Growing up as an ABC (American-Born Chinese) was quite challenging because I often had to navigate two different worlds. At school and with my American friends, I lived one existence. Back home, with my family, another.
I find that Asian and American value systems are often quite different, sometimes even in opposition.
I find that Asian and American value systems are often quite different, sometimes even in opposition. For instance, in America, independence and privacy–the right to do what I want without others interfering — is a fundamental right. In Chinese culture, the concept of a “right to privacy” is very new (articles in Economist and Statute Law Review). In traditional culture, the “individual unit,” if you will, is the family, and from this mindset, parents feel they have a parental duty to tell their children what is best. This becomes especially evident when it comes to major life decisions. In modern American society, parents clearly do not have a right to decide who their children can marry; for traditional Asian families, parents often expect veto power.
When I was in college, I wrote a paper on filiality and I asked a friend from Taiwan who was studying Physics with me about his relationship with his dad. His dad was a professor in Taiwan and clearly someone he admired; they had a very good relationship. After answering a couple of my questions, my friend said, “Okay, you want me to give you an example? Let me put it simply, if I had a girlfriend my father didn’t like. I would drop her immediately.” He said that with a straight face; he meant it.
I squinted my eyes and said, “Wow. We live in very different realities. Growing up in America, if my parents didn’t like my girlfriend, I would stick with her even more as a way to define myself as an individual.”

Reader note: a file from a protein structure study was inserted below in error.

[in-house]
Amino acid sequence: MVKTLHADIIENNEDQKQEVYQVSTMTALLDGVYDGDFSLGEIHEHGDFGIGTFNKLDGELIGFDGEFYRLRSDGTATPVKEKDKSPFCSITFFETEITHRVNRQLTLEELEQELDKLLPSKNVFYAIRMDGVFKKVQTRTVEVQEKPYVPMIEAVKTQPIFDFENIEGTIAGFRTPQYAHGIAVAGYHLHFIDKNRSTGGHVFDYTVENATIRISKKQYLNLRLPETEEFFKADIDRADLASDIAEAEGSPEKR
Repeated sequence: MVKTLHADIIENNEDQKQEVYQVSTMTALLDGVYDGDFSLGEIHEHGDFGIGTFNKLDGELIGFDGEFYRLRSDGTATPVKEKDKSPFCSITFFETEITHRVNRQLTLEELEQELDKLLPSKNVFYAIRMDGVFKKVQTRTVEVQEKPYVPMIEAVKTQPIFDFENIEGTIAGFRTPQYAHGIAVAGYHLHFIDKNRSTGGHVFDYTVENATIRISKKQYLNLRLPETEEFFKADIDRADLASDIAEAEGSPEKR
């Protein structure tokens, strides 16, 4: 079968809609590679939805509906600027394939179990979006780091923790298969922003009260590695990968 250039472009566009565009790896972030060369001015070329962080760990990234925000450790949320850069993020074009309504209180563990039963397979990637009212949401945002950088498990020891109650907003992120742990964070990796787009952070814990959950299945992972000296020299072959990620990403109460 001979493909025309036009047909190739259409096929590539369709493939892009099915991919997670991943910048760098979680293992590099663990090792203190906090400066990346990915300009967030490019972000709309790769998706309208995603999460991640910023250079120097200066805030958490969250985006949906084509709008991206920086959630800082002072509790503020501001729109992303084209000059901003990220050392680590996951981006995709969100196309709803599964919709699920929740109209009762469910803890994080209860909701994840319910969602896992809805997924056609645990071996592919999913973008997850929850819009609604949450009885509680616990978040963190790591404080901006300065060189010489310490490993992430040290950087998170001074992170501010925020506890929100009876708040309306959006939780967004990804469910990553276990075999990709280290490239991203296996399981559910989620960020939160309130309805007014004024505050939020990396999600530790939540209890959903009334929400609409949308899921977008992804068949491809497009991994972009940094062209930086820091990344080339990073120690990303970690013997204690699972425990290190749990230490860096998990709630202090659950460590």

But sometimes these two realities collide, and if this friction is left unaddressed, it festers and becomes a place of real resentment and unhappiness.
However, outside of these major life decisions, I can simply live with the cultural tensions as a fact of life and not give it a second thought. I can usually insulate the two realities from one another and shift between the two when needed. It’s almost unconscious and instinctive. But sometimes these two realities collide, and if this friction is left unaddressed, it festers and becomes a place of real resentment and unhappiness.
What’s the solution to this conundrum?
The best answer I have found is that I have to tap into my “inherent wisdom.” This wisdom is more fundamental than my cultural upbringing or education. This wisdom simply knows the underlying principles that guides my life. It knows what to do. Actions and decisions do not come from constant thinking (usually pointless worrying) and analysis, but from a broad-minded, open, reflective space that simply responds to situations in a natural, effortless way.
How do I cultivate this wisdom?
How do I cultivate this wisdom? Again, my experience has been that this wisdom slowly unfolds when I’m around good friends and wise teachers. Interestingly enough, these “wise teachers” do not point to themselves as places of authority, but rather to the great works of sages and philosophers in the East & West such as Buddhist Sutras, Greek plays, Taoist texts, Western philosophy, and Confucian classics.
As an ABC who does not know much about my Chinese roots, it is amazing to see Western teachers who can quote Confucius (both Chinese and English). They not only quote Confucius, but they obviously admire his teachings and try to live their lives by the values he encourages: caring for parents as a joyful responsibility, sharing with others as the true source of happiness and greatness, using the arts and learning as a way to develop virtue, and learning the appropriate way in various situations to act as a refinement of one’s character.
Wisdom also does not try to take on an identity. It is not Asian or Western, modern or traditional, young or old. It functions like a great, shining mirror that illuminates and reflects everything. Over these years learning the Dharma, I have found that it is something truly worth cultivating.
The wisdom of the great, perfect mirror,
Is your own nature, pure and clear.
The wisdom that sees the identical nature of all things,
Is your mind without defect;
Subtle, wondrous observing wisdom sees all effortlessly;
And the wisdom of doing-everything-successfully is like a spotless mirror.
— Chan Master Hui Neng’s response to Bhikshu Zi Tong in the Sixth Patriarch Sutra.